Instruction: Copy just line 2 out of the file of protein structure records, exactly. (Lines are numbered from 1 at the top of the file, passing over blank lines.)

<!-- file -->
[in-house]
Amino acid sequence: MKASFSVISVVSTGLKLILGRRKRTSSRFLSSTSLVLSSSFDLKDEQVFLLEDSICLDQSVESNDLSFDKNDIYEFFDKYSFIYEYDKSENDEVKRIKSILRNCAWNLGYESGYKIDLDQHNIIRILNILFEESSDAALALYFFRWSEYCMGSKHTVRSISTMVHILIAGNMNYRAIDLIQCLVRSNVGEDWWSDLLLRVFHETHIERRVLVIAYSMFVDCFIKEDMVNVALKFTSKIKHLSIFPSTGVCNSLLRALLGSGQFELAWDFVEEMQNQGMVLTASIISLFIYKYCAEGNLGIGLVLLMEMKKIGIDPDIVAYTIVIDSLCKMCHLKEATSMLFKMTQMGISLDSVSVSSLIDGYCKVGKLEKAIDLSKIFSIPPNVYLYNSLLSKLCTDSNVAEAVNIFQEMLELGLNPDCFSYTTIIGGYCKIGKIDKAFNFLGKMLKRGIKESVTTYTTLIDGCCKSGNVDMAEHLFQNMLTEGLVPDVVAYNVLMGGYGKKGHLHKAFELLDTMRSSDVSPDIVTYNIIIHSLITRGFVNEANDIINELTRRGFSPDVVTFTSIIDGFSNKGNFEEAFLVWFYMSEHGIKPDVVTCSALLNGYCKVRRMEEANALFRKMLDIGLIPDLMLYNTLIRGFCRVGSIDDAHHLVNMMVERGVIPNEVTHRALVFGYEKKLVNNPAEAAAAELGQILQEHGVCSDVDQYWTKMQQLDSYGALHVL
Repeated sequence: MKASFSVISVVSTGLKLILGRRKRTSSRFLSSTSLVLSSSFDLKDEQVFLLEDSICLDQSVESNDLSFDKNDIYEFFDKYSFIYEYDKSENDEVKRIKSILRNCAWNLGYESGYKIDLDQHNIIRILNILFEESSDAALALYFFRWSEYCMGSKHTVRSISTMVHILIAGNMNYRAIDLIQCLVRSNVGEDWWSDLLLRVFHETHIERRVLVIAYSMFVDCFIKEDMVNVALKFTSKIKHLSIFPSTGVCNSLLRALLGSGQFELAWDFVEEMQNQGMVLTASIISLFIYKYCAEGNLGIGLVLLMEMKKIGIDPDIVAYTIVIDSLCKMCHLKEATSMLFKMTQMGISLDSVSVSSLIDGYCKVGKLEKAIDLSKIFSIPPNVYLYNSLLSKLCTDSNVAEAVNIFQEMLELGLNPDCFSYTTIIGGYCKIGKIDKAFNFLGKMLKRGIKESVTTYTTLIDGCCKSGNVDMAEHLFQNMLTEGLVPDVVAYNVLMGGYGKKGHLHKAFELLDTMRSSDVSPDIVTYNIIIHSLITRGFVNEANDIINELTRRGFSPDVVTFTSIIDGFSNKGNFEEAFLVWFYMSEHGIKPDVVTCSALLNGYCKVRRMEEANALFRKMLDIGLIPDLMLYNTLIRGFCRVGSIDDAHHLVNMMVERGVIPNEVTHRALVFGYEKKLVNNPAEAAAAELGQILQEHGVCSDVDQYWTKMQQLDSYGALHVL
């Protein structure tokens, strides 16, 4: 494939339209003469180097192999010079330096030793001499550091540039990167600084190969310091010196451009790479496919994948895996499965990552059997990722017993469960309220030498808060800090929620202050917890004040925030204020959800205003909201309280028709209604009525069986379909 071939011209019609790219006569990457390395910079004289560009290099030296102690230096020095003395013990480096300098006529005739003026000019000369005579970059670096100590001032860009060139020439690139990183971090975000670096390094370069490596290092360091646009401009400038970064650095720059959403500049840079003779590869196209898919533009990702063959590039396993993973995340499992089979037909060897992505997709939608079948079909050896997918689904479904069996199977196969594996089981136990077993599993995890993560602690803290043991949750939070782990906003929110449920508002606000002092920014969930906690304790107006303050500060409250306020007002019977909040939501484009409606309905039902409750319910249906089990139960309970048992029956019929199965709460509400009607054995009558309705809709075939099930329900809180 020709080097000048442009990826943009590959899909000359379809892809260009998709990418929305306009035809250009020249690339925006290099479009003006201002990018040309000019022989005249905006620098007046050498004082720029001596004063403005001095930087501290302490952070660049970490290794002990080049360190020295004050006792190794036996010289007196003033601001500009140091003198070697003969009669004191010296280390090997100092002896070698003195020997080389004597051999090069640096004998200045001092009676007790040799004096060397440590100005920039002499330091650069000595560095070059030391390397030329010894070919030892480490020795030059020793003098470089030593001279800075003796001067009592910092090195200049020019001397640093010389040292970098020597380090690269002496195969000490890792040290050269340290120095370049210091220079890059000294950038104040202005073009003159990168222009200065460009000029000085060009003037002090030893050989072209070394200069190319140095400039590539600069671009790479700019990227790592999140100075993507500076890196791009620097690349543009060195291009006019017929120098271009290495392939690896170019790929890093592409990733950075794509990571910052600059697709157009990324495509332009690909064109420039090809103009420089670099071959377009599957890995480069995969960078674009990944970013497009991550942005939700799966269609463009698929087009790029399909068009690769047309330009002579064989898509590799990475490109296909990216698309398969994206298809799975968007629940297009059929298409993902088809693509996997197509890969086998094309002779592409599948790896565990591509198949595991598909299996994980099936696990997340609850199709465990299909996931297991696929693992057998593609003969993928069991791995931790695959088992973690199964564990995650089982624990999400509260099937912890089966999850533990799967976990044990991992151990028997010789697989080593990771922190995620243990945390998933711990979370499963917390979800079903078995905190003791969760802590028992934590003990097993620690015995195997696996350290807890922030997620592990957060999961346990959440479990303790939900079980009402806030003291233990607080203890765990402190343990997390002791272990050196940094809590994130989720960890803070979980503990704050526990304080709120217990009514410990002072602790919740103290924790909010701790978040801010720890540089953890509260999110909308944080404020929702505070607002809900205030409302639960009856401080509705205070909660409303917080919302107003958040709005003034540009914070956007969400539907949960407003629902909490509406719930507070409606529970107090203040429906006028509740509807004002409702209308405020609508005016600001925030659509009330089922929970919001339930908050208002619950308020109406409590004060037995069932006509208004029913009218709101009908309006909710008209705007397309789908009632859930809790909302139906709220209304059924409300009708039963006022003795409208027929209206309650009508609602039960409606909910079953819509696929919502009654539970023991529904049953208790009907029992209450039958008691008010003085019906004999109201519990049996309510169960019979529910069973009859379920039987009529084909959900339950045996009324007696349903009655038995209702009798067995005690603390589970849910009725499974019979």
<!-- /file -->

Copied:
Amino acid sequence: MKASFSVISVVSTGLKLILGRRKRTSSRFLSSTSLVLSSSFDLKDEQVFLLEDSICLDQSVESNDLSFDKNDIYEFFDKYSFIYEYDKSENDEVKRIKSILRNCAWNLGYESGYKIDLDQHNIIRILNILFEESSDAALALYFFRWSEYCMGSKHTVRSISTMVHILIAGNMNYRAIDLIQCLVRSNVGEDWWSDLLLRVFHETHIERRVLVIAYSMFVDCFIKEDMVNVALKFTSKIKHLSIFPSTGVCNSLLRALLGSGQFELAWDFVEEMQNQGMVLTASIISLFIYKYCAEGNLGIGLVLLMEMKKIGIDPDIVAYTIVIDSLCKMCHLKEATSMLFKMTQMGISLDSVSVSSLIDGYCKVGKLEKAIDLSKIFSIPPNVYLYNSLLSKLCTDSNVAEAVNIFQEMLELGLNPDCFSYTTIIGGYCKIGKIDKAFNFLGKMLKRGIKESVTTYTTLIDGCCKSGNVDMAEHLFQNMLTEGLVPDVVAYNVLMGGYGKKGHLHKAFELLDTMRSSDVSPDIVTYNIIIHSLITRGFVNEANDIINELTRRGFSPDVVTFTSIIDGFSNKGNFEEAFLVWFYMSEHGIKPDVVTCSALLNGYCKVRRMEEANALFRKMLDIGLIPDLMLYNTLIRGFCRVGSIDDAHHLVNMMVERGVIPNEVTHRALVFGYEKKLVNNPAEAAAAELGQILQEHGVCSDVDQYWTKMQQLDSYGALHVL